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Anonymous asked in Education & ReferenceHomework Help · 1 decade ago

what is the greatest achievement of the civil rights movement?

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  • atwil
    Lv 5
    1 decade ago
    Favorite Answer

    I.The Erosion of Segregation

    a. in the early 1900s, Booker T. Washington urged blacks to temporarily put aside their desire for political equality and focus instead on economic security

    aa. Washington outlined his ideas at the Atlanta Exposition in 1905

    ab. became known as the Atlanta Compromise

    b. W.E.B. Du Bois rejected Washington's ideas

    ba. believed blacks must work for social and political equality

    bb. in 1905, helped organize conference in Niagara Falls, Ontario to discuss racial progress

    bba. this began the Niagara Movement

    bbb. called for:

    "full civil liberties

    "and end to racial discrimination

    "recognition of human brotherhood

    c. some black leaders, frustrated by violence and discrimination, urged blacks to emigrate to Africa

    ca.

    Marcus Garvey organized the Universal ***** Improvement Association to foster black pride and economic power

    cb. Garvey also organized a "Back To Africa" movement

    cba. encouraged blacks to emigrate to Africa to establish a country and government on their own

    d. 1909, Mary White Ovington, a white social worker, helped organize a nation conference on the "***** Question"

    da. from this conference the National Association for the Advancement of Colored People (NAACP) originated

    db. by 1914, the NAACP had 50 branches and 6,000 members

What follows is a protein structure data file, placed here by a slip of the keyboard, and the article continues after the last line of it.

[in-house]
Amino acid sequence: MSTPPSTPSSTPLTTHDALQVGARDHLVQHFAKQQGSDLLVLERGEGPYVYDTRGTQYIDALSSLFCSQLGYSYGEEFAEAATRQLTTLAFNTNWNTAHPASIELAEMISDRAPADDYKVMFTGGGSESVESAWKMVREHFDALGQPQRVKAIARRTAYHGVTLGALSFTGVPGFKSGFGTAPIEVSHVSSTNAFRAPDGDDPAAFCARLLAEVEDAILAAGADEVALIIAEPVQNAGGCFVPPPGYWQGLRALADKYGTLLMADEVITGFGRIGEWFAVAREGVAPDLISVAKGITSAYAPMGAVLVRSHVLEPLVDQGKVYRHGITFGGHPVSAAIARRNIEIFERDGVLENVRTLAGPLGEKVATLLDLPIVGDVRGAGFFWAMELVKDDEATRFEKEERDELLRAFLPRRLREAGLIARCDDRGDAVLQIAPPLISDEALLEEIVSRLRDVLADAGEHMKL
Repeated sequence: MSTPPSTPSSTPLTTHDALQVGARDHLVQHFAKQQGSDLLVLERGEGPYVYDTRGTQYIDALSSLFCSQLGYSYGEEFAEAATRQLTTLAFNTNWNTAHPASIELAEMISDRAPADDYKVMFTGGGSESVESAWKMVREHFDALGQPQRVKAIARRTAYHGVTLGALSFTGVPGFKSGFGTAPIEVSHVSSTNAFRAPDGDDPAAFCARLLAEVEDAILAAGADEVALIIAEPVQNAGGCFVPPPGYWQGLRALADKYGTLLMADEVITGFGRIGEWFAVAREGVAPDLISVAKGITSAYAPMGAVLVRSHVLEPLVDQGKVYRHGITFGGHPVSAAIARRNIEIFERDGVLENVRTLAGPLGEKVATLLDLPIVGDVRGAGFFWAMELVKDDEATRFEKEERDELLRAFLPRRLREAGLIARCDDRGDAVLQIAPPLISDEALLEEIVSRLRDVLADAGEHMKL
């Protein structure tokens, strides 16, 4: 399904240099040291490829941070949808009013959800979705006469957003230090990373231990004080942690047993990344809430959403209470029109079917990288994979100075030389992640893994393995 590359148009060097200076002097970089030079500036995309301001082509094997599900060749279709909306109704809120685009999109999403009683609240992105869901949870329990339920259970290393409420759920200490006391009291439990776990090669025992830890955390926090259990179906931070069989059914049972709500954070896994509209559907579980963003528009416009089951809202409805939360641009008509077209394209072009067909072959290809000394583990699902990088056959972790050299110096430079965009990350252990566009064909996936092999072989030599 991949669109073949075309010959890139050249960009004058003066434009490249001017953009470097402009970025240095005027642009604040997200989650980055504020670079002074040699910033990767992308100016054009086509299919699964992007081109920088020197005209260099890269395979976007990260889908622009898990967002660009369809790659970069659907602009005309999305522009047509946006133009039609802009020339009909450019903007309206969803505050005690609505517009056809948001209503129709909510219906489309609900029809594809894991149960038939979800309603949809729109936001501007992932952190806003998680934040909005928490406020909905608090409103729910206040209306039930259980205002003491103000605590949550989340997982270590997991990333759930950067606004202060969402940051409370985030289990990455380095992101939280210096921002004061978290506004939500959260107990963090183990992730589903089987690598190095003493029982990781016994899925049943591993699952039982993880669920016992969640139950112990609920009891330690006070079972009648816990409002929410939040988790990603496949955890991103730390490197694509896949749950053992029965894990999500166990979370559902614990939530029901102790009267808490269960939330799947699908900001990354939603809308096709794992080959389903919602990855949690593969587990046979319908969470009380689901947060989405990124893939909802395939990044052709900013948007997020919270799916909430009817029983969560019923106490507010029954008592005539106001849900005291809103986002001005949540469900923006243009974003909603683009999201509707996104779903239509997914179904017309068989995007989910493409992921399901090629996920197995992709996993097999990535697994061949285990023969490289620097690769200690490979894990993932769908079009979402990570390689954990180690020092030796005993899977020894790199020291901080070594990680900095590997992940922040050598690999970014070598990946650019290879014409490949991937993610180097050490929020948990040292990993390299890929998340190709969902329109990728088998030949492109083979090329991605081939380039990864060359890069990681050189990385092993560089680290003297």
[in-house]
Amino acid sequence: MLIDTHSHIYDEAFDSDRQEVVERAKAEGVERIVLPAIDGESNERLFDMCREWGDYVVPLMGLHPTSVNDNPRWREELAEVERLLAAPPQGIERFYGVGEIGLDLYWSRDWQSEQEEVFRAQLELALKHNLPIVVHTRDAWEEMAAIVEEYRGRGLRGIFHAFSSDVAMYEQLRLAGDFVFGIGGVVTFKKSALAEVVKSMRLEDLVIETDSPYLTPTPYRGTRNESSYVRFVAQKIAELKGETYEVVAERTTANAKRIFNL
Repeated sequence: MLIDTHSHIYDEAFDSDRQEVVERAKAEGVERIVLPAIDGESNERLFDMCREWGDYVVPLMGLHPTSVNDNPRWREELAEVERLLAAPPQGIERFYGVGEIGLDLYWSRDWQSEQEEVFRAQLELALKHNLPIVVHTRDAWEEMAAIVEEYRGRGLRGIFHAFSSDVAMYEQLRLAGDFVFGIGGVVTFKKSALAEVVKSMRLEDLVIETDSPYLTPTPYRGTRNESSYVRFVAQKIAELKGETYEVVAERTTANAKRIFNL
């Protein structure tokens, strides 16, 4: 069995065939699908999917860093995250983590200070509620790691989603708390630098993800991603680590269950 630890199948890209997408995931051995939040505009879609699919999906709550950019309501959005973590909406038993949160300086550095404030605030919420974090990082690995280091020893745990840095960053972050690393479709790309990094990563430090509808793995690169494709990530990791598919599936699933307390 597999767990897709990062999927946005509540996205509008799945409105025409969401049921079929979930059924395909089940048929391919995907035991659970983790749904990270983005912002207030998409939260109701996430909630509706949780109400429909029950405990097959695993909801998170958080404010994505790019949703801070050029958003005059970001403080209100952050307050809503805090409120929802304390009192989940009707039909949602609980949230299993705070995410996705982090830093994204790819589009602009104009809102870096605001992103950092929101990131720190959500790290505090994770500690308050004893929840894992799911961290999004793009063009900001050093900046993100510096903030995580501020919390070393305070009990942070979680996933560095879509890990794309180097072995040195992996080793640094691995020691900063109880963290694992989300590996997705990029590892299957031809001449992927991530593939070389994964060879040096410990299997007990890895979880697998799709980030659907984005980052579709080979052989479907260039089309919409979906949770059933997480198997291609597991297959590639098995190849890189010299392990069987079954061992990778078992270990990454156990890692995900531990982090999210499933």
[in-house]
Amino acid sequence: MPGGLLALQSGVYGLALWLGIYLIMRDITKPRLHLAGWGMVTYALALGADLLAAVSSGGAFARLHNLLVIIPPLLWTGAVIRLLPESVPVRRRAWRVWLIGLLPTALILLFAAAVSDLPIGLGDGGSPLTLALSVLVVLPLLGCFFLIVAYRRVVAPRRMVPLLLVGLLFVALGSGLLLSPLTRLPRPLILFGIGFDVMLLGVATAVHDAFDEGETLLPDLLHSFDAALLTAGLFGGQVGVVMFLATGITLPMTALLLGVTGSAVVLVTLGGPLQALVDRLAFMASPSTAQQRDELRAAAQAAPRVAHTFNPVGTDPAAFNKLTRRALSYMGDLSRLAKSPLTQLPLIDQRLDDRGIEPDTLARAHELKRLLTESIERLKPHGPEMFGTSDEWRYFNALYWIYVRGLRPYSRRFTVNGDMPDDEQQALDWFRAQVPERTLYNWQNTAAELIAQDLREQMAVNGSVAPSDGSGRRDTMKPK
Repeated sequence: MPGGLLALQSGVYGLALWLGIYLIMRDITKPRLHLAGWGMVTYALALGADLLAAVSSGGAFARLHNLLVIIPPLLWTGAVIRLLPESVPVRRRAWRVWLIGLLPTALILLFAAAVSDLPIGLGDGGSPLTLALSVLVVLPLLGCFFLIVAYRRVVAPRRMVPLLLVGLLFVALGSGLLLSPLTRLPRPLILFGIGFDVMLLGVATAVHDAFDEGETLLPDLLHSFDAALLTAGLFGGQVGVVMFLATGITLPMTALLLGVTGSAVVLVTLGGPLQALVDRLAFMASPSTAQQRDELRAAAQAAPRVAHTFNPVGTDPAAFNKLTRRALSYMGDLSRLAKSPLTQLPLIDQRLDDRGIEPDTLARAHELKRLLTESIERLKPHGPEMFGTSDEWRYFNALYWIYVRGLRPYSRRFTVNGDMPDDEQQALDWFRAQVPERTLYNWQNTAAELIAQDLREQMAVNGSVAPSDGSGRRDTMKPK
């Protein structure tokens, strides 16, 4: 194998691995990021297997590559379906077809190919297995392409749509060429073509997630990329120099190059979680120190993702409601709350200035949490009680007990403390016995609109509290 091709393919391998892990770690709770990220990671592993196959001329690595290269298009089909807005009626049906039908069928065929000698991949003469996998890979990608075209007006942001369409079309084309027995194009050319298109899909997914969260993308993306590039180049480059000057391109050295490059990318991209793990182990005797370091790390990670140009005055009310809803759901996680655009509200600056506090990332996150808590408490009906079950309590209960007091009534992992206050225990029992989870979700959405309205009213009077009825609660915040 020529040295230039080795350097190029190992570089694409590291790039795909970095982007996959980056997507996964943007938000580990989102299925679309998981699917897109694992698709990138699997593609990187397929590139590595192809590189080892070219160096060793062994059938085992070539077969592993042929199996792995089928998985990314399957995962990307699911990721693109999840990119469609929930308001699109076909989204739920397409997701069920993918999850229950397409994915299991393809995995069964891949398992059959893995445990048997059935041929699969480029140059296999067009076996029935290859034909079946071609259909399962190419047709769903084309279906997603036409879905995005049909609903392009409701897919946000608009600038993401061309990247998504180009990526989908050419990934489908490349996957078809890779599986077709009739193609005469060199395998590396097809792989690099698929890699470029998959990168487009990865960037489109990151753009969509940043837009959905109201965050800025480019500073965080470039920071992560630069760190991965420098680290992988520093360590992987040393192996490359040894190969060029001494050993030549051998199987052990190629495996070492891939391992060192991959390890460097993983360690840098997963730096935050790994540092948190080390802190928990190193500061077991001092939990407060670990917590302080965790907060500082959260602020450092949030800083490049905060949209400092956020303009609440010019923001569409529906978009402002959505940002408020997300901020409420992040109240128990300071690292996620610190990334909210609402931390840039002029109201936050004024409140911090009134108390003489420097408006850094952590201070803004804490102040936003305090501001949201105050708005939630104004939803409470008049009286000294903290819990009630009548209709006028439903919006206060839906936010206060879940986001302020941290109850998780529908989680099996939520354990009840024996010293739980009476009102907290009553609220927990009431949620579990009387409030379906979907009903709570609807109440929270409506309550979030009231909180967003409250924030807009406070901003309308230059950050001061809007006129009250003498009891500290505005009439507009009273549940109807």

II.The End of Segregation

    a. May 17, 1954 Supreme Court overturned the decision of Plessy v. Ferguson (1896) in the case of Brown v. Board of Education of Topeka, KS (1954)

    aa. Chief Justice Earl Warren wrote the unanimous decision

    ab. said that separate educational facilities are inherently unequal

    ac. followed up with a second ruling in 1955 that said that the South must use "all deliberate speed" to obey the Brown decision

    b. 1954, 101 southern congressmen signed the Southern Manifesto denouncing the court's "unwarranted decision" in Brown v. Board of Education (1954) as a "clear abuse of judicial power" that "substituted the Justices' personal political and social ideas for the established law of the land"

    ba. manifesto vowed to use "all lawful means to bring about a reversal of this decision which is contrary to the Constitution"

    bb. Texas senator Lyndon Johnson and two Tennessee senators - Al Gore, Sr. and Estes Kefauver - refused to sign it

    c. 1956, Autherine Lucy became first black student admitted to the University of Alabama

    ca. she was expelled three days later "for her own safety" in response to threats from a mob

    cb. crowds chanted , "Hey, hey, ho, ho, Autherine's got to go!"

    d. 1956, the national headquarters of the NAACP asked the U.S. district court to force immediate and complete desegregation in Little Rock, Arkansas

    da. September 1957, the Little Rock, Ark. School Board decided to let nine black students enroll at Central High School

    db. Arkansas Governor Orval Faubus refused to let the students in

    dc. September 3, Arkansas Governor Faubus called out the National Guard to prevent desegregation of Central High School

    dd. ordered to remove National Guard, by the Federal Government

    de. President Eisenhower met with Faubus

    dea. Faubus agreed to remove the national guard